Memory Limitations for OptiStruct




32-bit Versus 64-bit Computations

On 32-bit operating systems, OptiStruct can, in most cases, make use of no more than 2.0 GB of memory (depending on the operating system and other software installed on the system, this limit is often lower). The typical memory limit for Windows is 1.7 - 1.8 GB, but can be as low as 1.5 GB. Note that use of 64-bit hardware (EM64T or AMD64: 64-bit capable CPU) does not affect this limit.

On certain 32-bit operating systems, OptiStruct can benefit in a limited way from additional physical memory (above 2GB RAM) in a number of ways:

  1. The operating system and other programs running alongside OptiStruct (HyperMesh, for example) can make use of the additional memory.

  2. OptiStruct requires that its memory be allocated in one continuous chunk. The main exception is when it launches a bandwidth minimizer which requires an additional small amount of memory. On Windows platforms, the additional memory used by the bandwidth minimizer may be allocated above the 2GB limit, thus allowing the solution of slightly bigger jobs. In order to allow this, Windows must be started with the "/3GB" switch in the 'boot.ini' file. This option is available on most versions of Windows 2000, and Windows XP (requires SP2 on XP), but it is not 'officially' documented by Microsoft because on some hardware configurations it can cause unexpected crashes. In any case, the /3GB switch does not increase the amount of continuous memory allocation, thus it only marginally helps in solving large problems.

  3. A 32-bit Linux operating system is the only one which allows more than 2GB runs. On most versions of Linux, OptiStruct can allocate about 2.2 GB (if available). In some cases, rebuilding the Linux kernel with special flags for large memory usage can increase this value to about 3 GB. Some kernels have been preconfigured this way (RHEL 3.0, for example). In general, if you use kernal 2.4 or older, you should upgrade to a newer version of Linux. The newest kernal 2.6 (e.g. on Fedora Core 2 and newer, RHEL 4.0) allows up to 4 GB of RAM for each task. Consult your Linux documentation to find what specific options may be available. Linux command ‘uname -a’ will show the kernal version.

On 64-bit machines, when using a 64-bit compiled version of OptiStruct and a 64-bit operating system, theoretically, up to 32 GB of memory can be used. Depending on the particular solution sequence, OptiStruct may not be able to utilize all 32 GB RAM (if assigned using the –fixlen option), so it is best to allow automatic memory allocation and to use the correct value for the –len option (see below). For example; for static analysis cases, the limit is 16 GB. For normal modes analysis cases, the limit is 8 GB.

OptiStruct automatically takes into account all internal memory limits and tries to use as much memory as possible if it makes sense. When printing estimates for the memory usage, OptiStruct does not show results if they exceed these limits (irrespective of the amount of memory actually available – thus, if there is not estimate for memory requirements for in-core solution, this means that OptiStruct will not be able to solve in-core, even on the computer with unlimited memory).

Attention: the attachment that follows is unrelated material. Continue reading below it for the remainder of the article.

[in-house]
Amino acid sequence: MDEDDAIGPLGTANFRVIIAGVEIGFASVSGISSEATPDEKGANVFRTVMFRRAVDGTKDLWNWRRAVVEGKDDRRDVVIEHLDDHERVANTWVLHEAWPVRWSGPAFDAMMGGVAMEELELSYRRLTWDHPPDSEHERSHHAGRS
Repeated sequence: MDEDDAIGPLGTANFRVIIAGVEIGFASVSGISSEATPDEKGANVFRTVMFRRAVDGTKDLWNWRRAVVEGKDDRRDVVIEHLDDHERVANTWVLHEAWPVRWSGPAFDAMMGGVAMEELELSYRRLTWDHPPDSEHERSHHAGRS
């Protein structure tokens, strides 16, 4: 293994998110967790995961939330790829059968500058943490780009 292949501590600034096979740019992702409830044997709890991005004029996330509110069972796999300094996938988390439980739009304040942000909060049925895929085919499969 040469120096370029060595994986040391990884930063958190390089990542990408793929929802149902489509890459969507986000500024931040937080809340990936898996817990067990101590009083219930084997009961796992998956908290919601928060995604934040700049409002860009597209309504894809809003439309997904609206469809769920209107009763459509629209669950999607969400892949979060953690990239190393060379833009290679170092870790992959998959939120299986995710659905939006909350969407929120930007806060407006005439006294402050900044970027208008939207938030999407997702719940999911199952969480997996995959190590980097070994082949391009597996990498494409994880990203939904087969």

Virtual Versus Physical Memory

OptiStruct can use more memory than is actually installed on a given system (i.e. more than the installed RAM). This is what the virtual memory (swap space) is for. OptiStruct is more efficient, however, if it uses only actual RAM (remember to allow some RAM to be used by the operating system and other codes running at the same time). When more memory is requested than actual available RAM, OptiStruct will run much slower due to swapping. You will hear disks working constantly with little CPU being used, and there will be a significant difference between the elapsed time and the CPU time.

Memory specification for OptiStruct (using –len command line option) is actually only giving OptiStruct a hint about the amount of physical RAM available for the run (i.e. it should specify the amount of physical memory not used by the operating system and other running programs, and as explained above, always less than the total amount of RAM in the computer). Based on this information, OptiStruct will automatically determine if in-core run is desirable and switch to out-of-core, or even minimum-core mode, if needed. Note that if minimum-core run requires more memory than indicated by -len option, then OptiStruct will not be limited by this value and will try to use as much memory as needed. In other words, it is incorrect to overestimate memory size for -len option – it will not help run larger jobs, and may actually slow down turnaround time because of excessive swapping.

Automatic Memory Allocation Versus Fixed Memory Runs

In standard modes of operation, OptiStruct automatically estimates the amount of memory required, and this memory is requested in successive steps from the operating system. Sometimes the memory could be used more efficiently if requested at once and not in increments (especially on 32-bit operating systems). This can be done using the "-fixlen" command line option (see Options for Running OptiStruct). When using the "-fixlen" option, OptiStruct may start to run, but fail after some time with a memory allocation error. This can happen when almost all available memory is requested by the "-fixlen" argument, because in addition to the memory required by the OptiStruct solver, OptiStruct launches a bandwidth minimizer, which uses an additional small amount of memory. Requesting slightly less memory with the "-fixlen" option is a possible solution. Again, we see that it is incorrect to assign too much memory to OptiStruct.

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